Guingona was born on July 4, 1928 in San Juan, Rizal. His father, Teofisto Guingona, Sr., was a former assemblyman, senator, judge and commissioner from Guimaras, Iloilo. His mother, Josefa Tayko, is of Siaton, Negros Oriental. He grew up in the provinces Agusan, Lanao, and Misamis Oriental, where he completed his elementary schooling with honors in Ateneo de Cagayan.[1]

He pursued his studies at the Ateneo de Manila University as a working student, teaching history and political science while taking up courses in law and economics. He took up special studies in Public Administration, Economics, Sociology and Audit. After graduation, he went into business and became a Governor of the Development Bank of the Philippines and President of the Chamber of Commerce of the Philippines.[1]

Early political career[edit]

1971 Constitutional Convention[edit]

Guingona was a delegate to the 1971 Constitutional Convention and when martial law was declared in 1972 by President Ferdinand Marcos, he resisted the abuses of the regime, serving as a human rights lawyer. He founded SANDATA and became the honorary chairman of BANDILA, two mass-based organizations dedicated to social and economic reforms. Because of his opposition to martial rule he was jailed twice, first in 1972 and then in 1978.[1]

Chairman of the Commission on Audit[edit]

When Marcos was ousted as a result of the People Power Revolution, newly installed President Corazon Aquino appointed Guingona as Chairman of the Commission on Audit where he gained renown as a graft buster.[1]

Senator of the Philippines (1987—93; 1998—2001)[edit]

Guingona was first elected to the Senate in 1987 under the Aquino-backed Lakas ng Bayan coalition. He was elected as Senate President pro tempore in 1987 and Majority Leader in 1990.[1]

Additionally, he served as director and chairman of the Mindanao Development Authority and the Mindanao Labor Management Advisory Council.[1]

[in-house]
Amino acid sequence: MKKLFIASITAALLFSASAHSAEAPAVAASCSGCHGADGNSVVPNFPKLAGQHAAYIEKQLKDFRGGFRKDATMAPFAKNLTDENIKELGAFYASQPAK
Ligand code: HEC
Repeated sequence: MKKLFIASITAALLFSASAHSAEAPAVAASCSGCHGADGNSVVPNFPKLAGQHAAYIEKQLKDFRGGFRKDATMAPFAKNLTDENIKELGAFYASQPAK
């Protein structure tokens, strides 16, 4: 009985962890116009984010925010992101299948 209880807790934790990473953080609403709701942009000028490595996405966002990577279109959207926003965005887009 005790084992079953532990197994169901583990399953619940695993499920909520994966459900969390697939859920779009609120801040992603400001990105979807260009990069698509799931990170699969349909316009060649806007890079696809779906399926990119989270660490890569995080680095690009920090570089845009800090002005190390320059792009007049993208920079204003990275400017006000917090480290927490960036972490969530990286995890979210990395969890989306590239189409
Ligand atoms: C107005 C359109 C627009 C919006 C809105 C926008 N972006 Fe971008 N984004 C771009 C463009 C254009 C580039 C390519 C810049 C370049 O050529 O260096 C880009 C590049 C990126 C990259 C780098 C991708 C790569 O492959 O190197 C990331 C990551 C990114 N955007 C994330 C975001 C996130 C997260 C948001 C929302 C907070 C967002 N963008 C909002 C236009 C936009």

In 1992, he ran for reelection under the Laban ng Demokratikong Pilipino of Speaker of the House Ramon Mitra, Jr. and won, placing 14th in the Senate race. He became Majority Leader again in 1993 but his term in the Senate was cut short when President Fidel V. Ramos appointed him as Executive Secretary the same year.

In 1998, he was elected again to the Senate under the Lakas-NUCD and was elected as Minority Leader. He boldly spoke out against the anomalies in the administration of President Joseph Estrada and was among the first to call for his resignation. Guingona exposed the graft and corruption, plunder, culpable violations of the Constitution, and cronyism in the Estrada administration that led to the impeachment trial of Estrada by the Senate. On January 17, 2001, he was one of the senators who voted in favor of opening an envelope that was said to contain incriminating evidence against Estrada. The final vote was 11-10, in favor of keeping the envelope closed, which further fueled anti-Estrada sentiments that led to another uprising in EDSA. When Estrada was ousted, Guingona emerged as the top choice for a successor to Vice President Gloria Macapagal-Arroyo, who succeeded Estrada as president.[1]

Executive Secretary (1993—95) and Secretary of Justice (1995—98)[edit]

President Fidel V. Ramos appointed him as Executive Secretary in 1993, replacing Edelmiro Amante, who resigned.